• The decentralized nature of direct authentication requires that the trust relationship be managed between each point in the communication, as shown in Figure 2.


    Figure 2. Trust relationships between points of communication in direct authentication

    Each line in Figure 2 represents a discreet trust relationship established by authentication with a shared secret. As the number of discreet relationships between clients and services increases, each with potentially different identity stores, the challenges of managing and distributing secrets becomes more complicated.

  • If a client calls a Web service frequently, the use of direct authentication can increase latency, because the Web service typically authenticates against a remote identity store.
  • Data ownership and synchronization issues can occur if each of several services has its own identity store to authenticate the same client. This is because the client's credentials may need to be duplicated across multiple identity stores.

Security Considerations

Security considerations associated with the Direct Authentication pattern include the following:

  • An attacker can impersonate the client if he or she intercepts the client's shared secret. The identity secret may be obtained if it is unprotected in transit or successfully guessed offline. You should use encryption to provide data confidentiality for this data. For more information, see Data Confidentiality in Chapter 2, "Message Protection Patterns."
  • A shared secret is sensitive data and must be secured whenever it is persisted—even if it will be held for only a short time in a message queue. Shared secrets must be protected when stored in an identity store. If an attacker gains unauthorized access to an identity store that stores passwords in plaintext, all passwords in the identity store are immediately compromised. This allows the attacker to impersonate any user. Most authentication services such as Active Directory and Lightweight Directory Access Protocol (LDAP)-enabled directory services use identity stores that store passwords as either hashed, encrypted, or both. However, if you implement a custom identity store such as a database, you must ensure that the passwords are protected. Although a brute force or pre-computed dictionary attack is possible against a hashed password, hashing the passwords in the database will protect them from immediate disclosure in the event that an attacker gains access to them. For more information about how to hash passwords in a database, see Implementing Direct Authentication with UsernameToken in WSE 3.0 in Chapter 3, "Implementing Transport and Message Layer Security."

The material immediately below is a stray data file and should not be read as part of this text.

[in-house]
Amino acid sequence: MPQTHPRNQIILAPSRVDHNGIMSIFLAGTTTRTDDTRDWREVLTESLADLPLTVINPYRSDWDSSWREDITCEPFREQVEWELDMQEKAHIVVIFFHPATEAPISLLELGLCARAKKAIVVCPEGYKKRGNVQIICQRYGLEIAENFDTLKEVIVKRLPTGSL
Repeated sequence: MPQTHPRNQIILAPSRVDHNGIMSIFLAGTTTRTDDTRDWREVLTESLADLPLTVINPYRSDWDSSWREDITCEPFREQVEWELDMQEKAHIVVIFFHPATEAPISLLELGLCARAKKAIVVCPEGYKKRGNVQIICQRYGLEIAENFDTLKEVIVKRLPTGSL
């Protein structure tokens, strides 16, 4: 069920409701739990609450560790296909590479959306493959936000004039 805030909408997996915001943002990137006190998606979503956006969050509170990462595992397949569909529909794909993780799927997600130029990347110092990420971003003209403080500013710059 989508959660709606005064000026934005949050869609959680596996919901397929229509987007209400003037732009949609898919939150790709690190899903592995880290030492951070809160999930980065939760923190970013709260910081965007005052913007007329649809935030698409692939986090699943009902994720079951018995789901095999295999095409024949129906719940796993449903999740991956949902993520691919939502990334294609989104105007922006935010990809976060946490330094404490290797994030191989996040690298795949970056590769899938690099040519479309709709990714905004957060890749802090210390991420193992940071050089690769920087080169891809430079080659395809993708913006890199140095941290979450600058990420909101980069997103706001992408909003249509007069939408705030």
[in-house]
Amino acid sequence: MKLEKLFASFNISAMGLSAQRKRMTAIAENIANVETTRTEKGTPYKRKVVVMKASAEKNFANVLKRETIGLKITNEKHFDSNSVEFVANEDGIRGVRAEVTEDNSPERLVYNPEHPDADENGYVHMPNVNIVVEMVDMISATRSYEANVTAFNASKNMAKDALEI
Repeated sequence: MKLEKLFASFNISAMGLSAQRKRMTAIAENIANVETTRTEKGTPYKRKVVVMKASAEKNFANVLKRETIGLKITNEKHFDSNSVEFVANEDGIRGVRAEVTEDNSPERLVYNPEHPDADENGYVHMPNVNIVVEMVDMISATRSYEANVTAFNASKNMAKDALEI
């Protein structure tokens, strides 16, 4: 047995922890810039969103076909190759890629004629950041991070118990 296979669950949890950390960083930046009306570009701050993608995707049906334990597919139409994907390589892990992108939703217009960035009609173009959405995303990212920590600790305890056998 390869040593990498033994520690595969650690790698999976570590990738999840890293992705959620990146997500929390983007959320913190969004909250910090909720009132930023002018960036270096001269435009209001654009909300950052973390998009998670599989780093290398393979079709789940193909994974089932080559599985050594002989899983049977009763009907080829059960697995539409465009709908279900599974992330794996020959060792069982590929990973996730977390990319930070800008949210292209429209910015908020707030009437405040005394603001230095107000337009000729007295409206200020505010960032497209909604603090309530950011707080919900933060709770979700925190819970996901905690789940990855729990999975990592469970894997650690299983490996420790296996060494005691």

• If a client calls a Web service after a user has authenticated, it must cache the username and password locally for presentation on subsequent calls to the Web service for direct authentication. Caching secrets, such as passwords, increases the risk of disclosure if an attacker is able to gain access to the cache or flush the contents of the cache to an accessible location. You should secure the cache mechanism so that its confidentiality and integrity can be maintained to prevent disclosure or tampering. If the client is a Web application in a Web farm, you may want to consider brokered authentication instead of direct authentication. Otherwise, the user may be forced to re-authenticate if a request is routed to a different server in the farm after the user has authenticated.

Related Patterns

Three types of patterns are related to this pattern: child patterns, alternate patterns, and additional patterns.

The following child patterns are related to the Data Authentication pattern:

The following alternate pattern is related to the Direct Authentication pattern:

  • Brokered Authentication. This pattern is an alternative to direct authentication that describes how to prove a client's identity to an authentication broker for issuance of a security token, and then use the issued security token to authenticate with a service.

The following pattern may use the Direct Authentication pattern:

  • Brokered Authentication. This pattern may use variations of direct authentication to prove a client's identity to an authentication broker for issuance of a security token.

More Information

For more information about Web services security, see OASIS Standards and Other Approved Work (including WS-Security) on the OASIS Web site.

patterns & practices Developer Center

Retired Content

This content is outdated and is no longer being maintained. It is provided as a courtesy for individuals who are still using these technologies. This page may contain URLs that were valid when originally published, but now link to sites or pages that no longer exist.